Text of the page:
We’ve been asked this a few times recently, so for the record: FeedBlitz isn’t vulnerable to the Heartbleed vulnerability.
FeedBlitz doesn’t use the platforms affected, and we don’t use OpenSSL for SSL encryption on our servers.
Does that mean you shouldn’t change your password here at FeedBlitz? Not exactly. If you use the same password here that you do on an affected service then maybe you should, yes.
But ZOMG. Can we talk a little about risk here, please? Do you hand your credit card to a waiter to pay for your romantic dinner? Do you give your card number over the phone when ordering something from a local business? If you have ever done so, you’ve willingly given your payment information to a complete stranger and probably thought nothing of it.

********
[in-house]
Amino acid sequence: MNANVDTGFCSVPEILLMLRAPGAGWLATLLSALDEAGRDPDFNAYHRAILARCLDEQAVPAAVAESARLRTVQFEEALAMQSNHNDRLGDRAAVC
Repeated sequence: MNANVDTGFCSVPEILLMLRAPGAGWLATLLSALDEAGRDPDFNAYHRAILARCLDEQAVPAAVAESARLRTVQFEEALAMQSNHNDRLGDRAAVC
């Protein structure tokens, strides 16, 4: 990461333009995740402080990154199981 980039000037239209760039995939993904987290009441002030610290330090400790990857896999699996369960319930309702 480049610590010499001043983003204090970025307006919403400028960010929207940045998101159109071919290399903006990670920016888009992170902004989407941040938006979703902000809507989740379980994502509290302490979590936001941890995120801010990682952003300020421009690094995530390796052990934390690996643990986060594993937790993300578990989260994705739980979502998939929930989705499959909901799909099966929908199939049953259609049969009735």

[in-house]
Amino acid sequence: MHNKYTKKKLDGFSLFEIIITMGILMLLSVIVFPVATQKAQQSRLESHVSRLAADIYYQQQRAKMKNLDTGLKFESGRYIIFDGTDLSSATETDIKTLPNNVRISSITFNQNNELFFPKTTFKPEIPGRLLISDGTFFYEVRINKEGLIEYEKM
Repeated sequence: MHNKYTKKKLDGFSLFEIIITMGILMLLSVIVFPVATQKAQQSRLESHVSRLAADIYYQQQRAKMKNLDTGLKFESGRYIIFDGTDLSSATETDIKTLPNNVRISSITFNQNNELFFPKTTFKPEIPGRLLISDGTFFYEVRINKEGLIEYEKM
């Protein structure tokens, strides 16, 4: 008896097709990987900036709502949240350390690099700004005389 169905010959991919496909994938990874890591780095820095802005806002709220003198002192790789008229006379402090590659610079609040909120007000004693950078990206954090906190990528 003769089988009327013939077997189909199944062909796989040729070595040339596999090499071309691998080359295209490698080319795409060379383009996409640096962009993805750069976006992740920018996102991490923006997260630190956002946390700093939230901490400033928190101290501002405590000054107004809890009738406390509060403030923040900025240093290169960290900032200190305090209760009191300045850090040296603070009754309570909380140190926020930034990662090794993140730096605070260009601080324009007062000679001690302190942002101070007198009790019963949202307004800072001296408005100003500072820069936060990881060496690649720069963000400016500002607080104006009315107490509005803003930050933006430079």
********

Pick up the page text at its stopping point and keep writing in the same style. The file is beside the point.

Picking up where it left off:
How risky is that?
Which is not to belittle the scale of the potential risk that Heartbleed poses to the Internet’s security infrastructure. But on an individual level, you’re probably more likely to have your wallet lifted at the next major league ball game you go to. I’m personally currently unaware of any proven cases of this vulnerability having been exploited successfully for any kind of mass compromise.
Sturm, drang and panic. A heady, volatile and newsworthy combination to feed into the 24 hours cable news cycle.
How about some facts, instead of could haves and might haves. Wouldn’t that make a pleasant change?
As a reminder, here’s the one thing hackers and phishers know: They get more mileage by phishing, spoofing and social engineering (i.e. pretending to be someone, or something you trust; or simply conning you into willingly handing over secret information).
Which segues nicely into my planned DMARC post, which I’ll probably get to on Thursday now.